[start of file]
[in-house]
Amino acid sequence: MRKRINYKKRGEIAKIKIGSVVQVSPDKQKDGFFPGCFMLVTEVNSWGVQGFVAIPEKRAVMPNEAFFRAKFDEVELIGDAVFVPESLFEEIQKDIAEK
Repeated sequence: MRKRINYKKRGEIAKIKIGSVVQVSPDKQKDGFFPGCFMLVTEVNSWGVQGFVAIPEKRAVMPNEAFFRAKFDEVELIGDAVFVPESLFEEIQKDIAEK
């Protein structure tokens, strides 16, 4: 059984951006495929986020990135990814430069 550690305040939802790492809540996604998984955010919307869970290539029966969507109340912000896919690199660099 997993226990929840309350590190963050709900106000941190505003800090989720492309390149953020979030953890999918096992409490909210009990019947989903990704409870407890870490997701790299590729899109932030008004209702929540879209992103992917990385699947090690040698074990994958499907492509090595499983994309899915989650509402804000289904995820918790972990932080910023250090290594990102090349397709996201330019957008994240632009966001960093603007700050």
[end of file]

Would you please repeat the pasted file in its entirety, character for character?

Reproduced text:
[in-house]
Amino acid sequence: MRKRINYKKRGEIAKIKIGSVVQVSPDKQKDGFFPGCFMLVTEVNSWGVQGFVAIPEKRAVMPNEAFFRAKFDEVELIGDAVFVPESLFEEIQKDIAEK
Repeated sequence: MRKRINYKKRGEIAKIKIGSVVQVSPDKQKDGFFPGCFMLVTEVNSWGVQGFVAIPEKRAVMPNEAFFRAKFDEVELIGDAVFVPESLFEEIQKDIAEK
């Protein structure tokens, strides 16, 4: 059984951006495929986020990135990814430069 550690305040939802790492809540996604998984955010919307869970290539029966969507109340912000896919690199660099 997993226990929840309350590190963050709900106000941190505003800090989720492309390149953020979030953890999918096992409490909210009990019947989903990704409870407890870490997701790299590729899109932030008004209702929540879209992103992917990385699947090690040698074990994958499907492509090595499983994309899915989650509402804000289904995820918790972990932080910023250090290594990102090349397709996201330019957008994240632009966001960093603007700050």